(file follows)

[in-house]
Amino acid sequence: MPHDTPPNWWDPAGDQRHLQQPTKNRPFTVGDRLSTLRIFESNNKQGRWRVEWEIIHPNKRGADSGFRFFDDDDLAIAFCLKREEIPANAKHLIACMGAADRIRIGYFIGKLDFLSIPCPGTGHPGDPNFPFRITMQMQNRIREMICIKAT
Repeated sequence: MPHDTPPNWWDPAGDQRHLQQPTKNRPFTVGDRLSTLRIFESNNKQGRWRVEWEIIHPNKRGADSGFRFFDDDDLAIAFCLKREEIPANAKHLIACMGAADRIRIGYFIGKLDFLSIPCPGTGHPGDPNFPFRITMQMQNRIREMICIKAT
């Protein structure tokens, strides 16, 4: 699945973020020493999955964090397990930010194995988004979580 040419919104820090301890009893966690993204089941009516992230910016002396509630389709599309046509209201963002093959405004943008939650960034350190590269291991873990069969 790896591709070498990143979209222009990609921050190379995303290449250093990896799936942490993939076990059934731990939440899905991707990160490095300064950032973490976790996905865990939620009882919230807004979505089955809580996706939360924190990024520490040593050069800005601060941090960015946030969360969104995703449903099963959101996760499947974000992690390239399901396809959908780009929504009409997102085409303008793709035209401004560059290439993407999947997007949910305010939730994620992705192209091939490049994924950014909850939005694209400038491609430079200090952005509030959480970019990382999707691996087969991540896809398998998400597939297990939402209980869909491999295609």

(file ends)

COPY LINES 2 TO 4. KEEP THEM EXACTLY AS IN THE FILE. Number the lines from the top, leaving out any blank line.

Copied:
Amino acid sequence: MPHDTPPNWWDPAGDQRHLQQPTKNRPFTVGDRLSTLRIFESNNKQGRWRVEWEIIHPNKRGADSGFRFFDDDDLAIAFCLKREEIPANAKHLIACMGAADRIRIGYFIGKLDFLSIPCPGTGHPGDPNFPFRITMQMQNRIREMICIKAT
Repeated sequence: MPHDTPPNWWDPAGDQRHLQQPTKNRPFTVGDRLSTLRIFESNNKQGRWRVEWEIIHPNKRGADSGFRFFDDDDLAIAFCLKREEIPANAKHLIACMGAADRIRIGYFIGKLDFLSIPCPGTGHPGDPNFPFRITMQMQNRIREMICIKAT
């Protein structure tokens, strides 16, 4: 699945973020020493999955964090397990930010194995988004979580 040419919104820090301890009893966690993204089941009516992230910016002396509630389709599309046509209201963002093959405004943008939650960034350190590269291991873990069969 790896591709070498990143979209222009990609921050190379995303290449250093990896799936942490993939076990059934731990939440899905991707990160490095300064950032973490976790996905865990939620009882919230807004979505089955809580996706939360924190990024520490040593050069800005601060941090960015946030969360969104995703449903099963959101996760499947974000992690390239399901396809959908780009929504009409997102085409303008793709035209401004560059290439993407999947997007949910305010939730994620992705192209091939490049994924950014909850939005694209400038491609430079200090952005509030959480970019990382999707691996087969991540896809398998998400597939297990939402209980869909491999295609």